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Samantha Appleton / White House
President Obama, envious of China’s economic model, proclaimed his admiration for the high-speed railways, bridges, skyscrapers, and solar panels that China is building. (“That used to be us,” he famously said – a line apparently so powerful it became the title of a book.) But even the Chinese know that Obama’s envy is misplaced.
Indeed, the irony is that Obama is now on the attack against the economic growth engine that the Chinese really need: firms that can finance companies with the most promise. Yes, that includes private equity companies—such as Bain. China is woefully misallocating capital and thus pouring money into unproductive industries that are a drag on Chinese GDP.
In fact, the World Bank teamed up with an influential Chinese state-led think tank to produce a report on Chinese economic reform. One of the report’s many conclusions is that if China does not have a real financial sector soon it will be in a world of hurt, the kind of pain Japan has been in for two decades. As I have previously written:
The Economist reported that despite the cheap credit to favored industries, private firms may be seeing an average return on equity more than 10 percentage points higher than their state-owned brethren. According to China’s National Bureau of Statistics, Chinese companies that are not majority-owned by the state account for two-thirds of industrial output. The World Bank recently weighed in with a report, together with an influential Chinese state-run think tank, that concluded that China will not keep growing at sustainable levels unless it becomes less statist:
“Besides being less profitable, state enterprises, overall, are also less dynamic than private firms. A recent study shows that between 1978 and 2007 total factor productivity growth (a measure of efficiency improvements) in the state sector was a third that of the private sector, which has proved to be the more powerful engine of growth and innovation.”
How can China get rid of unproductive companies and make other companies more productive? Private equity provides one such path. Real capital markets, venture capital, investment banks—all those nasty things Obama is attacking during his re-election campaign—would help, too.
But the Chinese severely curtail the activities of these firms. The Chinese economy, and therefore the Chinese people, suffers from what economists call “financial repression.” Chinese entrepreneurs have very few options to safely store and grow wealth or receive capital based on the merits of their businesses rather than their political connections.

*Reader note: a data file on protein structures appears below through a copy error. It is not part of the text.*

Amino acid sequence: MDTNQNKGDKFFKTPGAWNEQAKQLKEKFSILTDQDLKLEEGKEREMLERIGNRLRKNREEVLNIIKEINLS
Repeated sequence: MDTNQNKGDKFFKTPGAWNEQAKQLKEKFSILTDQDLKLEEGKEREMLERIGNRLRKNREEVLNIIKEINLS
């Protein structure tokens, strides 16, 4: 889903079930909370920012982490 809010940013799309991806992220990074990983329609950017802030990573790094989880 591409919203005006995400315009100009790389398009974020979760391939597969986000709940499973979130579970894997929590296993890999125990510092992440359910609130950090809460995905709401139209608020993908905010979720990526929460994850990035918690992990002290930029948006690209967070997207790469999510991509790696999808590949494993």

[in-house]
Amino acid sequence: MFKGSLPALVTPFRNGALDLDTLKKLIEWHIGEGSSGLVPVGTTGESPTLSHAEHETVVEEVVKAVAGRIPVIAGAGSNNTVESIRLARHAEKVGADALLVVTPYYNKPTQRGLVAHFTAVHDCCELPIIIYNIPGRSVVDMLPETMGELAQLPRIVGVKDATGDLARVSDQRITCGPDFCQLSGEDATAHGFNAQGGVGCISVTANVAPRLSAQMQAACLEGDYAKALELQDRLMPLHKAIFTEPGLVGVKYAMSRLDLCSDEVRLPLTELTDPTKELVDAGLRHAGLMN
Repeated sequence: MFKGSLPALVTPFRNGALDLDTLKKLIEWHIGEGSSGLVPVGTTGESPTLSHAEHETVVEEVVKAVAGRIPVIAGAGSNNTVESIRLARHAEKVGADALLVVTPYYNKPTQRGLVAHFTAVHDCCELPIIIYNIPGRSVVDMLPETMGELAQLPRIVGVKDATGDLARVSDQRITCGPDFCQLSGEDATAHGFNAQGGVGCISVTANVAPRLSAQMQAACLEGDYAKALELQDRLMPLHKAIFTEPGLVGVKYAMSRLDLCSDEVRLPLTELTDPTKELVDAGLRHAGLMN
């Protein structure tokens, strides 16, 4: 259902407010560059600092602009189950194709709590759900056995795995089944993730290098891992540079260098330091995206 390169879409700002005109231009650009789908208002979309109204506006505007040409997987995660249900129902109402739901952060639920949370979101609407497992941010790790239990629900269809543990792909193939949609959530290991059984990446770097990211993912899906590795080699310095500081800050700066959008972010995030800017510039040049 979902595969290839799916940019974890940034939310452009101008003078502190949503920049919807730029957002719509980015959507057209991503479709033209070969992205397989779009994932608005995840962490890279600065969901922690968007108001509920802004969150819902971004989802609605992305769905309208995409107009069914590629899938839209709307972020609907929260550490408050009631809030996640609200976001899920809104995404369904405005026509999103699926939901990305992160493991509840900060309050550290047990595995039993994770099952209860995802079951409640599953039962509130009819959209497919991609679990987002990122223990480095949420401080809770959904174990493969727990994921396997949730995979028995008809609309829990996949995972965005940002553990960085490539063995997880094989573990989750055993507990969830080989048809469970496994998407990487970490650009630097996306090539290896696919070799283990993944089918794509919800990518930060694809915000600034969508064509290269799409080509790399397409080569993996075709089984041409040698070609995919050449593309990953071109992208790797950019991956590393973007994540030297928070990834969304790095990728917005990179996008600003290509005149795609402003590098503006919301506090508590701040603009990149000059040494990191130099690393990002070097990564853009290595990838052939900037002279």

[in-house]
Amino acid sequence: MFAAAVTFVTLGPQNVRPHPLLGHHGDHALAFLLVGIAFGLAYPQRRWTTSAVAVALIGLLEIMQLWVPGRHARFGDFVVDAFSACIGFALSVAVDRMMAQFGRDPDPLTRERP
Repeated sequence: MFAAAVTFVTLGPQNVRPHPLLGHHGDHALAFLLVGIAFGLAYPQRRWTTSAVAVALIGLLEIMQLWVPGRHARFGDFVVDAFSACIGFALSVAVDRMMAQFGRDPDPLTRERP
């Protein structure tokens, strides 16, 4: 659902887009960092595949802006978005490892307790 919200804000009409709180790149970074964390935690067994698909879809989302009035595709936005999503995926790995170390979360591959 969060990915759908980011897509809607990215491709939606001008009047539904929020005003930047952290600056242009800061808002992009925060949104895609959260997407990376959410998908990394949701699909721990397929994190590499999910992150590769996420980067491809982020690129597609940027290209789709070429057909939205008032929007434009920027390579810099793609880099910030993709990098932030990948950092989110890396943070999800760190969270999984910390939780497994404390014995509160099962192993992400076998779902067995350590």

What China does not need more of are the kinds of things Obama likes – five year plans meant to “transform” the foundations of its economy, which usually lead to more state subsidies for industries it believes will be “winners.”
Obama likes the part of the Chinese system that is the least productive. The real drivers of growth in China have been the risk-takers who attracted capital from the informal financial sector despite the state-run juggernaut.
Yes, for most stagnating or developing countries, the American ability to deploy capital to the most productive industries is something to envy. For Obama it creates “unfairness.” Perhaps someone should bring to his attention just how unfair the statist Chinese system really is.
For a president who fancies himself dedicated to economically competing with China, the attacks on Bain demonstrate a lack of seriousness, both about the U.S. economy and about competing with China.
Looming behind many political issues is the China question: Will we recover, unbridle ourselves of debt, innovate, pay for our national security? Or, is China fated to become number one, leaving us to live in a Chinese world? If we destroy the most productive parts of our economy, then we should get ready for a Chinese century.
In this case, Romney could inject foreign policy into his defense of the free enterprise system. He might say that if we restore its foundations, we have less to worry about from China. Let Beijing remain statist. We will go back to a risk-taking, innovating, and producing economy that either leaves China in the dust or has them wishing they were us.
Dan Blumenthal is a Resident Fellow at AEI.
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